- Flexibility. Gone are the days where people train in one career and stay in it for life. Think about developing a skill set that is in line with your values but that can also be applied to other careers, in case you want to make a change in the future.
Speak to People in Your Fields of Interest
Once you have narrowed down your possible career choices based on the steps above, it’s time to take your research one step further and find out what working in that field is actually like, and what kind of person employers are actually looking for.
The best way to do this is just to reach out! Identify people who are working in the field that you would like to work in, and contact them either via their professional email address or their LinkedIn profile to ask if they would be willing to have a conversation with you about their career.
Most people will be flattered that somebody wants to talk to them about what they do for a living, and will be pleased to answer your questions. Be sure to ask them the things that you can’t find out from a job description, for example, you could ask what the most enjoyable parts of their work are, what the most stressful parts of their work are, how their work-life balance is. Ask your questions with a view to discovering how the role lines up with what you have identified as your values. You can also find out what types of degrees and experience these employers find valuable, so that if you think it’s the one for you, you’ll know how to impress them.
If it’s possible, you could offer your services as a volunteer or an intern. You probably won’t get to do the exact job, but you can at least get a feel for what being on the job is like!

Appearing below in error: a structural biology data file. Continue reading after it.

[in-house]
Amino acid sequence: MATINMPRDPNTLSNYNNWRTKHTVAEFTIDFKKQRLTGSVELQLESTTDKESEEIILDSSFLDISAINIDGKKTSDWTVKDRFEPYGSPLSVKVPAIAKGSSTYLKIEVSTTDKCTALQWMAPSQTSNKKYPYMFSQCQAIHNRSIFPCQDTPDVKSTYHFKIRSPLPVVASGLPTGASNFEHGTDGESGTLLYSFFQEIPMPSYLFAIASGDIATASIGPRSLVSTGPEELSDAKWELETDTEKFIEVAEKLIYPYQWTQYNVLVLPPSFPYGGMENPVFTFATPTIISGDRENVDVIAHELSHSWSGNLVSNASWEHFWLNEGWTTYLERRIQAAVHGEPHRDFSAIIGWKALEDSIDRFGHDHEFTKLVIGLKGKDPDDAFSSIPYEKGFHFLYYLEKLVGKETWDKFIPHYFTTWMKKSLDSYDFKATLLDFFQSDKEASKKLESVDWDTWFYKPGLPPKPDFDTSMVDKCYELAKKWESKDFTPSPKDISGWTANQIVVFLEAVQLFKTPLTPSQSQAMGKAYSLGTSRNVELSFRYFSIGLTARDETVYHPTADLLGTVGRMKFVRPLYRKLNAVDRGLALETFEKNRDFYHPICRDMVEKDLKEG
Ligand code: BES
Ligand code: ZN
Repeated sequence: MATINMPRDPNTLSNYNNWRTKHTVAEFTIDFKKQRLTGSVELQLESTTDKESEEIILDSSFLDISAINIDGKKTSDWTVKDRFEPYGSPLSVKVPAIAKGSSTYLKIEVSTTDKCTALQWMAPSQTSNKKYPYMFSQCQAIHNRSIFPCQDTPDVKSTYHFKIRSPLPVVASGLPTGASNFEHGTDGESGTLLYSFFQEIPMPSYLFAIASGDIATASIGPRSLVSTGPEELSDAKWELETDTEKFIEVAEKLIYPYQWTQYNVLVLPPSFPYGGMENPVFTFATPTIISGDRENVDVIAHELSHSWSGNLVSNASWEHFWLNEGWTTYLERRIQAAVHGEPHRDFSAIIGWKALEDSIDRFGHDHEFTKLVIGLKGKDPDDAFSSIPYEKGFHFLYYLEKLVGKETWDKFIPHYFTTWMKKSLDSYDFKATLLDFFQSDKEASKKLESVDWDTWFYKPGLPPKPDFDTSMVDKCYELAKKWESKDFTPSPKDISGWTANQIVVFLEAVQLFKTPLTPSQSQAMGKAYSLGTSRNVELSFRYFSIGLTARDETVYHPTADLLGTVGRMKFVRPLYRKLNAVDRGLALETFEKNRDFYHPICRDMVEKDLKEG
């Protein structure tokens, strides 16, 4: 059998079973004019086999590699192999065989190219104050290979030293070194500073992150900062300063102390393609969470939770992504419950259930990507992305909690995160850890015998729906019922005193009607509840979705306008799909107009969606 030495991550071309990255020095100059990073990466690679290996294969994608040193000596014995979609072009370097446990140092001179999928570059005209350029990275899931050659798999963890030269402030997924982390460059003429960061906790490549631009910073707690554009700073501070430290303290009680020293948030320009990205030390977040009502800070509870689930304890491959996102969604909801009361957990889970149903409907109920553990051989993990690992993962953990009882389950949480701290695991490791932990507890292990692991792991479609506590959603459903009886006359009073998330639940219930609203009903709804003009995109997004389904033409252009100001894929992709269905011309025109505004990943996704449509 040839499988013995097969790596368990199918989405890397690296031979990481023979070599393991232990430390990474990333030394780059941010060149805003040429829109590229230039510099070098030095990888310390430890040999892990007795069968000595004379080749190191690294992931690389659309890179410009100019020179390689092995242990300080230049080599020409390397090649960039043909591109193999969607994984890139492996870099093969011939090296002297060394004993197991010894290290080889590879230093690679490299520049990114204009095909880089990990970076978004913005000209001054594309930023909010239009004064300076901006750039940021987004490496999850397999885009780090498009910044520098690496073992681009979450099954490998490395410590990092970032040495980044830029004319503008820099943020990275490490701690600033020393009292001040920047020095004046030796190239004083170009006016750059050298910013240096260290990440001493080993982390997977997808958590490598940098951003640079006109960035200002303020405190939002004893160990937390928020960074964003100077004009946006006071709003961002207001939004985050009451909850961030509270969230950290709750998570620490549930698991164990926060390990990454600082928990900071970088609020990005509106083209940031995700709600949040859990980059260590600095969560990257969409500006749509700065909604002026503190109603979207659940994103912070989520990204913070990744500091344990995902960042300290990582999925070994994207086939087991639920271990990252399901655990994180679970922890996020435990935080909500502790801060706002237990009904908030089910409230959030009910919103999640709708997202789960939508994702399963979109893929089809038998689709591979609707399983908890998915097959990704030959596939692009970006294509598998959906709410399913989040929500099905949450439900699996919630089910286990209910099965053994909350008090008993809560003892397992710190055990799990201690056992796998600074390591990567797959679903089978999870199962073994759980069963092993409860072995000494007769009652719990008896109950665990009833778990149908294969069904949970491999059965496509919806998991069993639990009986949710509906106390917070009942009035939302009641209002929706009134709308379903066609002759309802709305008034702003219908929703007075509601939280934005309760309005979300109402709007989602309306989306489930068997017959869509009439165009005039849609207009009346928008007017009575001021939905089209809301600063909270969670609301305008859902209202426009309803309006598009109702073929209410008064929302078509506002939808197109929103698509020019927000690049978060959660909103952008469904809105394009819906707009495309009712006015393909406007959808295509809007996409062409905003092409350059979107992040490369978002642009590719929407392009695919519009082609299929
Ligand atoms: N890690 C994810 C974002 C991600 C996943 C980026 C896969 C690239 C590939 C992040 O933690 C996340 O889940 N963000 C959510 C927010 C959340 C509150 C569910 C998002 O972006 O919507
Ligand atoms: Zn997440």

Online vs On-campus Study
Once you have narrowed down your preferred career path, you can use this information to help you decide which degree is the right one for you, or if a degree is the right path at all!
You can also decide whether you would like to study online, or on campus. There have been great advancements in the online facilities that universities are offering as a result of the COVID-19 pandemic; a lot of institutions have had to invest a lot of time and money into their online offerings in order to service current students, but this means that online offerings going forward are likely to be a realistic alternative to attending a brick-and-mortar school.
For more information on what it’s like to study for an MBA online, click here.
When considering online vs on-campus study, again you need to look at what’s important to you. Online study has the benefit of allowing you to fit your studies around your life, so it’s great for people who are juggling childcare and employment. The fact that you have studied online and managed your own time will also look great to some prospective employers.
The benefit of on-campus study is that studying becomes a more central part of your life, because you are physically spending time with your classmates and teachers. A lot of online courses do make the effort to foster a sense of community, but nothing beats being somewhere in real life if you’re looking for the more social aspect of college. There is also the fact that some employers may put great stock in how prestigious an institution is when they are hiring graduates. These types of employers may prefer to hire people who have studied on campus. The best way to find out whether this is the case in your field of interest is to ask.
Choosing a School
So, you’ve settled on a career path, hopefully have a broad idea of what degree courses might help you to get there, and you’ve decided whether to study online or in person.
The final step is choosing your school and your course. The best way to narrow this down is to do some research on which schools have the most graduates that have gone on to work in your chosen field, and then specifically look at those schools to ascertain what courses they are offering. You should also take into account which schools it is feasible for you to attend based on the area of the country they are located in.
Once you have a few school and course options narrowed down, let them know your career goals and allow them to pitch their offering to you. You are the customer, after all!